Once upon a time, root cellars were the only way people had to preserve their food. These wonderful cold-storage areas became less common when refrigerators became affordable. Houses were no longer automatically built with a root cellar beneath them or nearby.
A root cellar is still a great way to store fruits and vegetables though, especially when you need to store more than you have room for indoors. They will also keep fruit and vegetables fresh without electricity. If your house doesn’t have one you can still take advantage of “nature’s ice box.” All it takes is a shovel, a little elbow grease, and a barrel.
Building your own modern mini root cellar will only take a few hours. You will need the following:
- Barrel (galvanized steel or plastic)
- Drill and screws or hammer and nails
First you will have to dig a hole in the ground, taking into consideration the dimensions of the barrel and the rocks you’ll put underneath it. After you dig the hole, make sure the top of the barrel is at the freeze line or below.
Place the barrel in the hole. Add your fruits and vegetables, put straw between them like you can see in the pictures, and then close the lid.
Do not use the same root cellar for both fruits and vegetables. They should not be stored together within the same barrel, even if they are separated with straw. Fruits give off ethylene, which will cause vegetables to ripen and rot. It also causes potatoes to sprout. Here you have a list of vegetables that store well together within the same barrel at 32—40°F (0—4°C) at 90—95% humidity. You can also find the length of time they can be stored for:
- Beets: 3—5 months
- Brussels sprouts: 3—5 weeks
- Cabbage: 3—4 months
- Carrots: 4—6 months
- Cauliflower: 2—4 weeks
- Celery: 2—3 months
- Endive: 2—3 weeks
- Kale: 10—14 days
- Leeks: 1—3 months
Do not store damaged vegetables, but do leave them dirty. Just brush off most of the dirt. Do not rinse them or wash them. Use any damaged fruits and vegetables right away. Bacteria and fungus will quickly take hold on bruised or cut produce.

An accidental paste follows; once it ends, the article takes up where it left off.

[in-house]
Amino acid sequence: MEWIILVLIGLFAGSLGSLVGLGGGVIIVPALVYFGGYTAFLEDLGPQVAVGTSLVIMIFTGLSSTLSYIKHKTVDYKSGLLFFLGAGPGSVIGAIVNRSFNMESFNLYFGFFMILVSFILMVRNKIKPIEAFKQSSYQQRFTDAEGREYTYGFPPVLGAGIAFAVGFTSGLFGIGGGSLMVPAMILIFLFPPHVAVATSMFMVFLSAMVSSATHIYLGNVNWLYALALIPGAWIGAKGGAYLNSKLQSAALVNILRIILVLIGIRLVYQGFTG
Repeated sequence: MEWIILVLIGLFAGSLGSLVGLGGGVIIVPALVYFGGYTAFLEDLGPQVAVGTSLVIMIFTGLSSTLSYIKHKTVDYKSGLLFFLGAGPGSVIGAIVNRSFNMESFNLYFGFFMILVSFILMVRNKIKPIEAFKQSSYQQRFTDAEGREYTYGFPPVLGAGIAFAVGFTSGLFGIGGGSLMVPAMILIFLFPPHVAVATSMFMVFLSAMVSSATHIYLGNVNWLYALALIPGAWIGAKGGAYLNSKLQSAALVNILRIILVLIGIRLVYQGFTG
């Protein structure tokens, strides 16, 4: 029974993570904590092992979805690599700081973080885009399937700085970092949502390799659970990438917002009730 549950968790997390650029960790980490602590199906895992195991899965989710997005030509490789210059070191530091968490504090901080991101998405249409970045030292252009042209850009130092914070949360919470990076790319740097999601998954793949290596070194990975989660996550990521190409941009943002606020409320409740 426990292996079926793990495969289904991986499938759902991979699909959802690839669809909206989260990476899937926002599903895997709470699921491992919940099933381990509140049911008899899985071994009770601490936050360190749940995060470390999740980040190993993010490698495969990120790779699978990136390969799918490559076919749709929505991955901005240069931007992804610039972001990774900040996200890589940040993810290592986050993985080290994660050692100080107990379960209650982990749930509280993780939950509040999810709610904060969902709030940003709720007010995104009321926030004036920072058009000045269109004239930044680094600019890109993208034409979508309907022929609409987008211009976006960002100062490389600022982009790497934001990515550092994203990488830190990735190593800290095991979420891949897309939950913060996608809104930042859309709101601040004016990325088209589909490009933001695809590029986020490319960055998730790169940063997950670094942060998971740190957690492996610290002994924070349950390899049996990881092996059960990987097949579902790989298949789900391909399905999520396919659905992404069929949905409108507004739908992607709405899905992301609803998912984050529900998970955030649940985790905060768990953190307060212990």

Store onions in a cool, dry root cellar with temperatures of 32—35°F (0—1°C) and 60—70% humidity after you shock them. Shock them by bending or snapping the green stems one month before harvest. You can store peas with onions.
Regular potatoes and sweet potatoes need to be stored separately. Regular potatoes should be kept at 38—40°F (3—4°C) and 80—90% humidity. Sweet potatoes should be kept at 50—55°F (10—13°C) with 80—90% humidity.
Dried beans need to be kept cool and dry, at temperatures between 32—50°F (0—10°C) 60—70% humidity.
Pumpkins and squash can be stored together in a warm, dry root cellar. Temperatures should be kept between 50—55°F (10—13°C) with 60—75% humidity.
Store apples and pears in a cold, moist root cellar with temperatures of 32—40°F (0—4° C) in 80—90% humidity.If you notice your fruits or vegetables beginning to shrivel, the humidity level is too low. Try misting the layers of straw with a little water to increase moisture levels. If there is a little condensation or moisture on the fruits or vegetables, you will need to reduce the humidity in the root cellar. Replace the straw with fresh, dry straw, and make sure there isn’t standing water beneath the barrel. You may have to move the barrel if there is standing water in the hole.
After you add all your vegetables, just put the barrel’s cap back in place. Then add some soil over the top of it.
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What’s the hammer, nails, drill, and screws for?
Is there a forum or facebook group where we can ask questions about these projects?
A forum would be helpful! So many questions I have, such as “how does one determine the freeze line?” And “how do you control and monitor temperature and humidity in these barrel root cellars or even in traditional root cellars?”
How do you secure the lid from raccoons and bears?
I’ve been interested in building a root cellar like the kinds that my wife’s relatives have had. But these all require a lot of digging since they are actually rooms constructed deep beneath the earth with doors. This method of using a 55 gallon drum will not work around here, where the frost level is at least six feet and generally buried at seven feet. It might work by cutting out the botom of one 55 gallon drum and somehow driving it into another one. The prospect of trying to dig out a seven foot hole doesn’t appeal to me, but it might work. What I’ve tried is storing root vegetables in my greenhouse. The greenhouse can easily get into the 80s degree F even with temperatures zero or below if it is sunny. So I’ve tried super insulating the vegetables. It sort of works. The big problem is humidity. It’s too low.